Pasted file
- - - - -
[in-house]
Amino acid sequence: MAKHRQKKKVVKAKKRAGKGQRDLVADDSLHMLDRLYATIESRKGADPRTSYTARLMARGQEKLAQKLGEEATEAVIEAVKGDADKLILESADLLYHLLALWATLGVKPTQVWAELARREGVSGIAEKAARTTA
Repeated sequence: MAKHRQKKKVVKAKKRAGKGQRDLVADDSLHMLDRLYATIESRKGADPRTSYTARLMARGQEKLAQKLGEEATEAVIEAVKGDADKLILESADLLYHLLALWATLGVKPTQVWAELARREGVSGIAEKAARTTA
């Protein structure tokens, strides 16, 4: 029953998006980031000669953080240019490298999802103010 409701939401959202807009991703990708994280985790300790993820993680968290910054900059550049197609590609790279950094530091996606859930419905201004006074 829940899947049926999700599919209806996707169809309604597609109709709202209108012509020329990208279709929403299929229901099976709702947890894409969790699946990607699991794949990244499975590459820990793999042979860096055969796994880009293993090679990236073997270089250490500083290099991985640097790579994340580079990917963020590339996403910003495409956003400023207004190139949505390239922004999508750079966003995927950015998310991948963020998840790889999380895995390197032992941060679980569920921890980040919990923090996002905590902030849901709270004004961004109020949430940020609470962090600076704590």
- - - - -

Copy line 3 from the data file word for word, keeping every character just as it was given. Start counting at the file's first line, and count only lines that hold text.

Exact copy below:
Repeated sequence: MAKHRQKKKVVKAKKRAGKGQRDLVADDSLHMLDRLYATIESRKGADPRTSYTARLMARGQEKLAQKLGEEATEAVIEAVKGDADKLILESADLLYHLLALWATLGVKPTQVWAELARREGVSGIAEKAARTTA